Robert Gene Lile fought the labels of rapist, sexual predator and pedophile all the way to the U.S. Supreme Court.
By MARY SANCHEZ
The Kansas City Star
He lost. The court ruled in 2002 that Liles rights against self-incrimination werent violated by a Kansas program for sex offenders. Lile hadnt wanted to complete the part of the treatment that would have had him admit guilt and recount his sexual history, with the possibility of new charges being filed for what he revealed.
The following year, Lile completed 20 years of a life sentence for the 1982 rape of a 16-year-old girl in Johnson County.
Liles previous legal fight with the state makes the new charges filed last week chillingly predictable.
His latest alleged victim is a 14-year-old from Topeka.
Shes a talented, beautiful girl who has spent a few years traveling the state, racking up experience and wins at small-town country music contests.
Now, she has the horror of a trial to face, her memories of allegedly being held against her will at knifepoint and repeatedly raped by Lile, who gained her trust by pretending to be a music manager.
The questions now are about how legally constrained the state was in monitoring Lile, 55, since his 2003 release. He was discharged from parole in 2006.
Because his conviction came before Kansas began its sexual offender registry, he was never listed. That status could have limited his ability to be near the talent contests where he allegedly met the victim, much less his ability to assume the role of managing such youth.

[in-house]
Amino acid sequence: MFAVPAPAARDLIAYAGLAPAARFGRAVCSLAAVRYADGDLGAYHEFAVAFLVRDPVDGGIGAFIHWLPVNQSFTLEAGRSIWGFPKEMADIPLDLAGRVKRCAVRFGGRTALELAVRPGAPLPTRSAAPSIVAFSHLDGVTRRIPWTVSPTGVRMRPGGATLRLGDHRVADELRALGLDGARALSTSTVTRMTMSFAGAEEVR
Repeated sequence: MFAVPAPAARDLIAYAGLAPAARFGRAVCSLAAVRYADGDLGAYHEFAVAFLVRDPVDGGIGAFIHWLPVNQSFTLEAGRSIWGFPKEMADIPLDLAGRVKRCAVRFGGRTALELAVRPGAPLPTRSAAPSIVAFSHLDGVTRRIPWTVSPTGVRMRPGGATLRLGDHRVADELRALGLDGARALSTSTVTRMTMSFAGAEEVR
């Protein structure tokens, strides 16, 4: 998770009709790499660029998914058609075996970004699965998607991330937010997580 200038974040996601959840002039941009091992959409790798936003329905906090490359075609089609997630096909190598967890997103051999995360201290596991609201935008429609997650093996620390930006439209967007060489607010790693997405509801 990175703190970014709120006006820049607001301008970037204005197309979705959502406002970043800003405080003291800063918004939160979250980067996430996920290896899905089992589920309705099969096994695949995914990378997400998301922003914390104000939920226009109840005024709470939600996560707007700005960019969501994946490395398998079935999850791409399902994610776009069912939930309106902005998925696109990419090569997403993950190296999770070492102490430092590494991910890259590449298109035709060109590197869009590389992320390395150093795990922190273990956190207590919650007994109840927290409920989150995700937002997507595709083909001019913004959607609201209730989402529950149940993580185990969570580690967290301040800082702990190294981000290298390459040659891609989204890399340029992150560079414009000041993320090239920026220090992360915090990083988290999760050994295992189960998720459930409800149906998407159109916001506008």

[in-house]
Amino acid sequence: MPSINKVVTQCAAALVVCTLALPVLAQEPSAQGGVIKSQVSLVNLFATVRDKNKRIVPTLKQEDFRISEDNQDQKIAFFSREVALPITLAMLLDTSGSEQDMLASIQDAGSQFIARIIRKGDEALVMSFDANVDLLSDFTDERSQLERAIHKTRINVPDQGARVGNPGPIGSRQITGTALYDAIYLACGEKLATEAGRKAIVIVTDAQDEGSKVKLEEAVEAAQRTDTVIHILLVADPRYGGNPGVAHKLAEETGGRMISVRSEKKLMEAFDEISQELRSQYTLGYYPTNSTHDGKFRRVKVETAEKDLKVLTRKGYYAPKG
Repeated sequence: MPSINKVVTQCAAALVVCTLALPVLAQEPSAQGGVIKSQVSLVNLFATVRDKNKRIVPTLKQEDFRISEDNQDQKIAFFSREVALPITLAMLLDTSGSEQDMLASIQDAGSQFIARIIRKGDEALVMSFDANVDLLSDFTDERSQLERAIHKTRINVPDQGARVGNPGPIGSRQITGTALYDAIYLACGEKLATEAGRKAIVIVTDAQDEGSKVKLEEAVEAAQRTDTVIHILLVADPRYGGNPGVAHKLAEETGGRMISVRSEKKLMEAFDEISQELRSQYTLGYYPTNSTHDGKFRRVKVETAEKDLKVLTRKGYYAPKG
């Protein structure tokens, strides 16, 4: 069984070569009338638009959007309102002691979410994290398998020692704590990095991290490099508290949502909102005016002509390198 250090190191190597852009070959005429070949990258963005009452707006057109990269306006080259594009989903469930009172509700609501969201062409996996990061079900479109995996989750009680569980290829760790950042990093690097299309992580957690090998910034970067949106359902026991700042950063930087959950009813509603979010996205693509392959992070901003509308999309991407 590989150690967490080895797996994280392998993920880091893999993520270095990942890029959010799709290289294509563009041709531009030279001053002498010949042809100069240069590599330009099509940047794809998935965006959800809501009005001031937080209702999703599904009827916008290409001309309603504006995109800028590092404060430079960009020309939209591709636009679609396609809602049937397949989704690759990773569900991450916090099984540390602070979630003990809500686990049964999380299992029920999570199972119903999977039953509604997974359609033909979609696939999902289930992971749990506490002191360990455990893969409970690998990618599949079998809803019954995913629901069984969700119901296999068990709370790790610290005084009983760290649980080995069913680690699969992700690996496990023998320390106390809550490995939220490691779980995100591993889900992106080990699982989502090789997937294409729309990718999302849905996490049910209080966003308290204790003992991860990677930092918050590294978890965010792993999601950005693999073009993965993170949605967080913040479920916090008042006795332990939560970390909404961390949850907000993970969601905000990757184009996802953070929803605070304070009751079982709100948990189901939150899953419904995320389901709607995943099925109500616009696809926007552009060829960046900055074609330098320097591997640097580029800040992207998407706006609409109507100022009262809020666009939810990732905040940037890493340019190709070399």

According to online Kansas Department of Corrections records, Lile never resided at Larned State Hospital, where the states Sexual Predator Treatment Program is located.
Last year, several Kansas legislators raised questions about the effectiveness of that program, saying it had become overcrowded.
Such programs tend to include the very things that Lile argued so strongly against: accepting responsibility and admitting past harmful behaviors. Descriptions also talk about the need for sexual predators to accept the deviant cycles involved in such behavior. The programs lean heavily on the belief that people can change, or at the very least be monitored to the point that they keep their worst demons at bay.
It certainly doesnt appear that Lile changed.
In the first case, he claimed sex with the teenager was consensual. The trial convicted him of aggravated kidnapping, rape and aggravated sodomy. His victim testified he lured her by pretending to have car trouble.
This time, Lile was charged in Nashville. Hed taken the girl there to perform at an event billed as Americas largest country music talent search.
To reach Mary Sanchez, call 816-234-4752 or send email to firstname.lastname@example.org.